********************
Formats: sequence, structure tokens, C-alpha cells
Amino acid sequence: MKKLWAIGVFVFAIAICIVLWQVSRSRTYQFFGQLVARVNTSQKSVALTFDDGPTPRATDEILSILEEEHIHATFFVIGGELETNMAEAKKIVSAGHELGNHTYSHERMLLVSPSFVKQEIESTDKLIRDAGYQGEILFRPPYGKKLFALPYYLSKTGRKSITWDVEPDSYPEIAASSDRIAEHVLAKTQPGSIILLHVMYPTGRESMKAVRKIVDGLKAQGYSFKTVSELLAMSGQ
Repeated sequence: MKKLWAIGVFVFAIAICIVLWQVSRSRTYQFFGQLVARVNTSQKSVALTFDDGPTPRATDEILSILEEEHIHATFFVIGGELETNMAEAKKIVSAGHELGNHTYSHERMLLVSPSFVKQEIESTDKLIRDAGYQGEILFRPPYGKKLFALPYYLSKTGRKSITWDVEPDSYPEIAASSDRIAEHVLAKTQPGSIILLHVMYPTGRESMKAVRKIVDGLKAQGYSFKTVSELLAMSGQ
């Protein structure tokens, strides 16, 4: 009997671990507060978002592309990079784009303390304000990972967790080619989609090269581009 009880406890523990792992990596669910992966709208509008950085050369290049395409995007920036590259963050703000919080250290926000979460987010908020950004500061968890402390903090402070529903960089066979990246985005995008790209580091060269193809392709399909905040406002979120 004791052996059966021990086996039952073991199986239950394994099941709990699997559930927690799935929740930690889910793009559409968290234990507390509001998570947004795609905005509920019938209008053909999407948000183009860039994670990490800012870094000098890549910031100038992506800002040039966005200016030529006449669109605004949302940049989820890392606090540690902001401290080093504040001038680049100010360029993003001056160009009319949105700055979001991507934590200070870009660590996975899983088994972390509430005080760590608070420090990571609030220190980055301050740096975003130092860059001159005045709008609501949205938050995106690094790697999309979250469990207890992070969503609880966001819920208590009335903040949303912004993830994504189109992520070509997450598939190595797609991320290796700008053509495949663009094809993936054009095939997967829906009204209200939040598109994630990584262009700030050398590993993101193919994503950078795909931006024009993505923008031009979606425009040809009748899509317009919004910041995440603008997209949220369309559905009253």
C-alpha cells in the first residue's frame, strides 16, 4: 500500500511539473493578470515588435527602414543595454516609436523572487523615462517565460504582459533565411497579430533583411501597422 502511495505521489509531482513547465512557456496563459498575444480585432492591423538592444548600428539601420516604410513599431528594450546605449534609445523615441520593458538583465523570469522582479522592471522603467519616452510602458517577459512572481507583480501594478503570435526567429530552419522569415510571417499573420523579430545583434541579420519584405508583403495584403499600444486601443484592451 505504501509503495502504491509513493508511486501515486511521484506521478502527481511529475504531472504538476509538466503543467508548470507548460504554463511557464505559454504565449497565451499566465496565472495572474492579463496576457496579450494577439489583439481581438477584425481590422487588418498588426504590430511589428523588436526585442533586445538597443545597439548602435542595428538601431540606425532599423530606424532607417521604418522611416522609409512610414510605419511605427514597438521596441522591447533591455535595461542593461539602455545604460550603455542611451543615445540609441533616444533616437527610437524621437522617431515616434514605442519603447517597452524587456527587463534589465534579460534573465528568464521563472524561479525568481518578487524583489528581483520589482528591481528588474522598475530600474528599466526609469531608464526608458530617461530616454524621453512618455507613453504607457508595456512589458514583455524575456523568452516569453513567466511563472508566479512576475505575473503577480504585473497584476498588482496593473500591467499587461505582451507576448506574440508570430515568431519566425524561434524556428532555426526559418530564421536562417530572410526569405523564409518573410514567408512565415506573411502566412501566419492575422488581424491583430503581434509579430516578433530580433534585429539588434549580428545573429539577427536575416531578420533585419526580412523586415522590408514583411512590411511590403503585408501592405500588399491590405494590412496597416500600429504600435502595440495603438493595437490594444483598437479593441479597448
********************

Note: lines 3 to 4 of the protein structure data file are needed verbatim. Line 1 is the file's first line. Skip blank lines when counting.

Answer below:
Repeated sequence: MKKLWAIGVFVFAIAICIVLWQVSRSRTYQFFGQLVARVNTSQKSVALTFDDGPTPRATDEILSILEEEHIHATFFVIGGELETNMAEAKKIVSAGHELGNHTYSHERMLLVSPSFVKQEIESTDKLIRDAGYQGEILFRPPYGKKLFALPYYLSKTGRKSITWDVEPDSYPEIAASSDRIAEHVLAKTQPGSIILLHVMYPTGRESMKAVRKIVDGLKAQGYSFKTVSELLAMSGQ
């Protein structure tokens, strides 16, 4: 009997671990507060978002592309990079784009303390304000990972967790080619989609090269581009 009880406890523990792992990596669910992966709208509008950085050369290049395409995007920036590259963050703000919080250290926000979460987010908020950004500061968890402390903090402070529903960089066979990246985005995008790209580091060269193809392709399909905040406002979120 004791052996059966021990086996039952073991199986239950394994099941709990699997559930927690799935929740930690889910793009559409968290234990507390509001998570947004795609905005509920019938209008053909999407948000183009860039994670990490800012870094000098890549910031100038992506800002040039966005200016030529006449669109605004949302940049989820890392606090540690902001401290080093504040001038680049100010360029993003001056160009009319949105700055979001991507934590200070870009660590996975899983088994972390509430005080760590608070420090990571609030220190980055301050740096975003130092860059001159005045709008609501949205938050995106690094790697999309979250469990207890992070969503609880966001819920208590009335903040949303912004993830994504189109992520070509997450598939190595797609991320290796700008053509495949663009094809993936054009095939997967829906009204209200939040598109994630990584262009700030050398590993993101193919994503950078795909931006024009993505923008031009979606425009040809009748899509317009919004910041995440603008997209949220369309559905009253």